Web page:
To allow years of incarceration to turn on a justice jobholder’s subjective—and unreviewable—opinions about remorse opens the door for the retail acts of bias that cumulate in a stark statistical portrait of a racist system.
Some people feign remorse; some remorseful people still deserve a trial. As Susan Bandes has shown, reliance on remorse as a sentencing criteria is irreducibly problematic.
So, ban the trial tax, and let the community, through its jury members, decide the cases. Along the way to deciding the cases, jurors will witness and evaluate the law enforcement and prosecutorial practices on display. They will weigh defender performance. They will act on what they see, and they will take what they have witnessed home and share it.
There are statutory fixes that can help dismantle the trial tax: the elimination of mandatory minimum sentences is one obvious place to start.
But we could also make it an act of professional misconduct for a lawyer or judge to argue for or impose an enhanced sentence as the price for a trial.
Prosecutors should learn to fashion sentencing recommendations that optimize public safety in light of the particular crime, the defendant, and the options available. That recommendation should be the same whether there is a trial or not.
Judges should be forbidden to enhance a sentence because the defendant has failed to display remorse by taking a guilty plea.
If we still want people to express remorse, ask them to show it after the jury trial, not before it. Judges will still get it wrong, but at least they won’t be getting it wrong because of their own conflicting interest in moving the list.
No More Winks or Nods
Of course I realize that if these suggestions are adopted the first response in the courthouse will be a frantic effort to generate a new language of winks and nods. Under pressure to clear the dockets, there will be powerful “practical drift” toward covert strategies for keeping the jurors out of the jury boxes.
Well, as Lenny Bruce once observed, “In the halls of justice, the justice is in the halls.”
While the jurors are out of the jury boxes they can vindicate Milton’s hope that “They also serve who only stand and wait.”
Currently, prospective jurors who are summoned to court are penned in jury lounges and set to reading magazines. We should send them out to watch the arraignment lists, calendar calls and sentencing hearings where the rubber actually hits the road in contemporary criminal justice.
Give them buzzers to answer if we need them for a voir dire. (If The Cheesecake Factory can do it, the courts can too.)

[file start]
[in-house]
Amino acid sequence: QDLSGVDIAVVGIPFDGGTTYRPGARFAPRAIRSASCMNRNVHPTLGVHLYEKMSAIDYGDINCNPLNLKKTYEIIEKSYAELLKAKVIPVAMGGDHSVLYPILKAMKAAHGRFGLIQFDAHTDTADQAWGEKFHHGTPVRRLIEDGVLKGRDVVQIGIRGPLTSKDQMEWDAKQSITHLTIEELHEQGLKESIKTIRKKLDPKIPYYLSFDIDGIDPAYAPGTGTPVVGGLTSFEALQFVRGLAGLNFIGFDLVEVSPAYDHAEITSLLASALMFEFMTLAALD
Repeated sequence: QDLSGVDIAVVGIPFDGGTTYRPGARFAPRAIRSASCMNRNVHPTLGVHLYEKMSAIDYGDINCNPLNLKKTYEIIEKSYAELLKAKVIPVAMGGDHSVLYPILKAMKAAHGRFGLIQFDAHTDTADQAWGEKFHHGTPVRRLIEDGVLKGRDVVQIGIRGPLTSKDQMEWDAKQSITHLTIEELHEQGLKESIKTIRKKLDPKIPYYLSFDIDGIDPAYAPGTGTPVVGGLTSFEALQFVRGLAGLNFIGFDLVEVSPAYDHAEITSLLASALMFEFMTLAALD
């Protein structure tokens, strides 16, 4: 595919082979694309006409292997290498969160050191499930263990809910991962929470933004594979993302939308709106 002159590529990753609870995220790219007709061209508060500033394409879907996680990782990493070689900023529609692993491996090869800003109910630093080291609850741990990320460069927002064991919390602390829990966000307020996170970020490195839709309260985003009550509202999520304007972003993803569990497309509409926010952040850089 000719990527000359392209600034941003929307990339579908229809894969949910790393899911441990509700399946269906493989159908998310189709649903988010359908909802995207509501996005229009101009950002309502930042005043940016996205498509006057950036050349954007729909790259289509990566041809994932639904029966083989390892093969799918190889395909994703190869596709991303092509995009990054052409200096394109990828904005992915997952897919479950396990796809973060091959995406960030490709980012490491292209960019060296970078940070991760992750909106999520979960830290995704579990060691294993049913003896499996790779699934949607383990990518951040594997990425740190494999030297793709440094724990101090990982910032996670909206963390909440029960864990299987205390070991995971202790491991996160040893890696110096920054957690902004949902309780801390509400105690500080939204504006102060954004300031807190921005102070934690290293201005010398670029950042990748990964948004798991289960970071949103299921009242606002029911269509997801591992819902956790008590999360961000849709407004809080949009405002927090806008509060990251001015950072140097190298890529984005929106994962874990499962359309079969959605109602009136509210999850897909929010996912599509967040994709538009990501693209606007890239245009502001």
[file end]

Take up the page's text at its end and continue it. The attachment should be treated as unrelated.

Have our new draft of jurors watch the kind of proceedings where Kalief Browder’s life was dismantled.
Get some community eyes on the hallways and status hearings. Lift the veil.
The jurors will see many things that will strike them as curious. They will see other things that they will find unbelievable.
One advantage of summoning jurors to these duties (rather than waiting for citizens to drift in) is that if we make these acts part of jury service we can regularize some processes for having the public report on, react to, and evaluate what they witness.
We can devise a way to allow them to ask questions, and we can ensure that they get a response.
We could even mobilize the jurors as restorative justice advisors: spokespersons for the community’s sense of what an offense required as a response.
The technological workarounds driven by COVID-19 may open up new ways not simply to provide safer judges but also to mobilize bigger audiences and broader community participation.
Jurors should continue to receive compensation for participation (or pay from employers) but it may well be possible to permit remote jury service in many of the jurors’ new, non-trial roles. People barred from traditional participation by health or childcare challenges might be included.
Courts require protection from influence and retaliation. But they are not entitled to priestly secrecy or majestic impunity. As one of the maxims of the late Dave Niblack, former assistant dean of then-Antioch Law School (now the University of the District of Columbia Law School) held, “The quality of justice dispensed is inversely proportional to the distance between the judge’s ass and the floor.”
A little judicial humility is the price of public trust in the law.
Courts should do public acts in public. When they do them someone should be able to explain them to the public, and the public should be able to request explanations. It’s not enough that the insiders have found a way to explain their choices satisfactory to each other.
In Thomas Jefferson’s first inaugural address he said that, “The wisdom of our sages and the blood of our heroes has been devoted to the attainment of trial by jury. It should be the creed of our political faith.”
More jurors, more duties for the jurors—even when those duties are performed remotely—are the way to go. If it means turning on the cameras, turn them on. And don’t let the insiders turn them off.
James M. Doyle is a Boston defense lawyer and author, and a regular columnist for The Crime Report. He welcomes readers’ comments.